“Just a minute – Emma LeDoux.”

“Yes – I’m Emma LeDoux. Shall we walk?”

She smiled, but this was wasted on Deputy Sheriff Jack Whelihan, who marched her straight to the office of City Marshal E. P. Shine. And Shine, moved by the incongruity of her presence in his musty chambers, ushered her outside again and offered to walk with her until it was time to leave.

District Attorney C. W. Norton and Deputy Carlton Case of Stockton were already on their way. An hour or two would see the end of all this courtliness. Meanwhile the bearded old marshal and the woman with blood on her hands strolled down by the water of San Francisco Bay.

Emma was only a step from the water’s edge and the marshal saw her staring at the waves. He took a quick step forward to stand between her and the edge of the wharves. “Pardon me,” he said, “I like to walk on the water side myself”

Emma looked up at him. “You think I would try to drown myself? Oh, no – you needn’t be afraid. I’ve done nothing wrong, and I want to get a little more fun out of life before I go. Don’t worry about me.”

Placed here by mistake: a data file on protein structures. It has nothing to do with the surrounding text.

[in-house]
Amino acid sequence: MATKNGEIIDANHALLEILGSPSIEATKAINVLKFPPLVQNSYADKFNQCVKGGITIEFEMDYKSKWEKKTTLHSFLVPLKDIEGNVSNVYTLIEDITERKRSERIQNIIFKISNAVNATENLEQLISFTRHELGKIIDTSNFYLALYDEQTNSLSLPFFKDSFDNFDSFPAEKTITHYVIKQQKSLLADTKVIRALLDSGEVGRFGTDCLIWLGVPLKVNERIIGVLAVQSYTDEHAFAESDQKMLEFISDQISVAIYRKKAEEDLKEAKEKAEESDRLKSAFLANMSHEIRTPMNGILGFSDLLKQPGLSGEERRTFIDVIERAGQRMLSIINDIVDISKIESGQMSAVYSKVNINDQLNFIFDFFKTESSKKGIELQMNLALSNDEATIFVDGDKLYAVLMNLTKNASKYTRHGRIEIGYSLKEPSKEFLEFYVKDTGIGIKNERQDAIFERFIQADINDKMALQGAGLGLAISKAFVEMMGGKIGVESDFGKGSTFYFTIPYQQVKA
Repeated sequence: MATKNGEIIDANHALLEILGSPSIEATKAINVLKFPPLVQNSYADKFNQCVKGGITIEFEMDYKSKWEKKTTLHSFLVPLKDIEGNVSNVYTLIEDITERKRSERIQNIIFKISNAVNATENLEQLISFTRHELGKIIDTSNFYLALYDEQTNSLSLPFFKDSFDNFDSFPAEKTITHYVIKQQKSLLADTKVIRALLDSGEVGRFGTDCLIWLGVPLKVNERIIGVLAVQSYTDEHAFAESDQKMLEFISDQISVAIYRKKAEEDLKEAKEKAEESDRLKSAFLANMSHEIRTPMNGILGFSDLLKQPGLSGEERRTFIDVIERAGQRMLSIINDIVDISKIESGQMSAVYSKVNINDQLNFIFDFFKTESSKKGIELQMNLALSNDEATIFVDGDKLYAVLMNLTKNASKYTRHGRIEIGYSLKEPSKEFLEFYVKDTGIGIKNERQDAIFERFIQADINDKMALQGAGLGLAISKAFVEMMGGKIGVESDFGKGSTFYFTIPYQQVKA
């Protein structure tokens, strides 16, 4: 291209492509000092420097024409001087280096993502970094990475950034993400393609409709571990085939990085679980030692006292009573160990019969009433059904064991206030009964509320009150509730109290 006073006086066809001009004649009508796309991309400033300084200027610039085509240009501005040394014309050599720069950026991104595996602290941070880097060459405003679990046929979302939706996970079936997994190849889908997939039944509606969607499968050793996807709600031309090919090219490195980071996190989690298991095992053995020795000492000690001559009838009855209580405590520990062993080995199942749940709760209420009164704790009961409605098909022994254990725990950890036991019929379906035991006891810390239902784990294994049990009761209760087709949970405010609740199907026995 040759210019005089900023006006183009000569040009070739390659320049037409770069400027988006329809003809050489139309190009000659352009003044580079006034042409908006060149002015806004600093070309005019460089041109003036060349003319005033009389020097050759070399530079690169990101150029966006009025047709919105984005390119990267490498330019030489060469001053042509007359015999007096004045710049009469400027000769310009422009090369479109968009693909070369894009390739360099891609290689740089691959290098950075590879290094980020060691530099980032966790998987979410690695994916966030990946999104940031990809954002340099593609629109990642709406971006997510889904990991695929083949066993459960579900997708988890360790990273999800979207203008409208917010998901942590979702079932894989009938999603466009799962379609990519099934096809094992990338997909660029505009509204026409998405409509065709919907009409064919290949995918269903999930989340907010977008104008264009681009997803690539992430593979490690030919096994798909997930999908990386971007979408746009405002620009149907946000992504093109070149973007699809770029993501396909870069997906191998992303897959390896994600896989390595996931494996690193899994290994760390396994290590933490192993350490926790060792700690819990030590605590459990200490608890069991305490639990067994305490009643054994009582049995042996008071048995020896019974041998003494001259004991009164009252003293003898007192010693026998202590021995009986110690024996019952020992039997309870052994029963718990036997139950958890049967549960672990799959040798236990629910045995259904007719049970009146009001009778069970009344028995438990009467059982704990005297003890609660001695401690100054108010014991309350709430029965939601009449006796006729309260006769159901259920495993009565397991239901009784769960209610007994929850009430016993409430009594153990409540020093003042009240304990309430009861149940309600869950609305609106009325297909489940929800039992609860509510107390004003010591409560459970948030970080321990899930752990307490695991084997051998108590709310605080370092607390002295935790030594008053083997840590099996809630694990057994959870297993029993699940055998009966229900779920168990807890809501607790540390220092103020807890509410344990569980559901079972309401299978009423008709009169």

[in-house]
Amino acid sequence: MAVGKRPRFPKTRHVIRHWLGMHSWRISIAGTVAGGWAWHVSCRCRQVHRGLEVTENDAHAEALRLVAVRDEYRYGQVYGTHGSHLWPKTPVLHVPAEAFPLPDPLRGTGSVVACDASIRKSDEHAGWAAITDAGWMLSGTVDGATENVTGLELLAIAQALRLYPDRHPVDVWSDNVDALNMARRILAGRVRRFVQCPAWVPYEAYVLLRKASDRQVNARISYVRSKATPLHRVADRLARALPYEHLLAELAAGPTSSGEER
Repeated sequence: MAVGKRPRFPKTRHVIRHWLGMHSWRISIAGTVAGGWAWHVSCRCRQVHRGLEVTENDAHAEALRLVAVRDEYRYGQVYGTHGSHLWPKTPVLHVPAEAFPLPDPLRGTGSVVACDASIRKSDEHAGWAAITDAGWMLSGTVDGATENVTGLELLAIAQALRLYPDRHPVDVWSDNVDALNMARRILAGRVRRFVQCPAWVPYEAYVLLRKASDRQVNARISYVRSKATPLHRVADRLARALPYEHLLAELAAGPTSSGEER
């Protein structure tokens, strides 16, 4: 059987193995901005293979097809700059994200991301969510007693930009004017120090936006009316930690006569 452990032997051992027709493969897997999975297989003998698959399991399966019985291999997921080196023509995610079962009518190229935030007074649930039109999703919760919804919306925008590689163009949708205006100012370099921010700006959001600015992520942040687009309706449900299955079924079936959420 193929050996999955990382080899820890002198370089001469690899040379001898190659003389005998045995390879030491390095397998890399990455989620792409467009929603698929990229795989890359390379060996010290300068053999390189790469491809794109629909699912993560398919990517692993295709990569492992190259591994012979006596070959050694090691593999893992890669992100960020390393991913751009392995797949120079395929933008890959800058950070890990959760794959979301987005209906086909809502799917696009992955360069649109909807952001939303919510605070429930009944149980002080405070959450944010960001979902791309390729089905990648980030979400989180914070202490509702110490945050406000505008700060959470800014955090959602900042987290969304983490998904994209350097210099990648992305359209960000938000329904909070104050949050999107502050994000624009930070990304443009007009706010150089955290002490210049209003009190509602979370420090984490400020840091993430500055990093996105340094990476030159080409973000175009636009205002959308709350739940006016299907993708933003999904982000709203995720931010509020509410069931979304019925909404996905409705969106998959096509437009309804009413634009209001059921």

The walk continued slowly and no more was said. Emma’s return journey to Stockton began as soon as District Attorney Norton and Deputy Case arrived. She slipped aboard a waiting train without being seen by the crowd that had gathered, wondering if there would be a confession on that ride.

“Did I kill Albert McVickar?” she said to Norton. “Oh, what a terrible thought. Yet I can see that’s what you think.”

“Yes, that’s what we think,” said the prosecutor, opening Emma’s small black satchel to examine its contents. As he brought them out one by one, he thought they were strange belongings for a blameless woman. There was a half-full bottle of carbolic acid and another of laudanum. There was a receipt for the furniture McVickar had bought and a considerable amount of cash. Finally there was Albert McVickar’s gold watch and chain.

“So you didn’t kill McVickar,” said the district attorney. “So you had nothing to do with it. You just saved the poor fellow’s watch because you were sentimental about it.”

“Oh…you must believe me,” Emma whispered. “I didn’t kill him! I didn’t!”

The district attorney stifled an imaginary yawn and turned to watch the passing scenery. “Uh-huh,” he said.

Emma remained silent after that. She fixed a veil for her pert little hat and did not lift it again until she stepped from the train at Stockton and saw the waiting cameras of the newspapermen.

‘Why, look at this crowd staring at me,” she said. “I must have done something wonderful. Funny, isn’t it? Did you ever see such people!”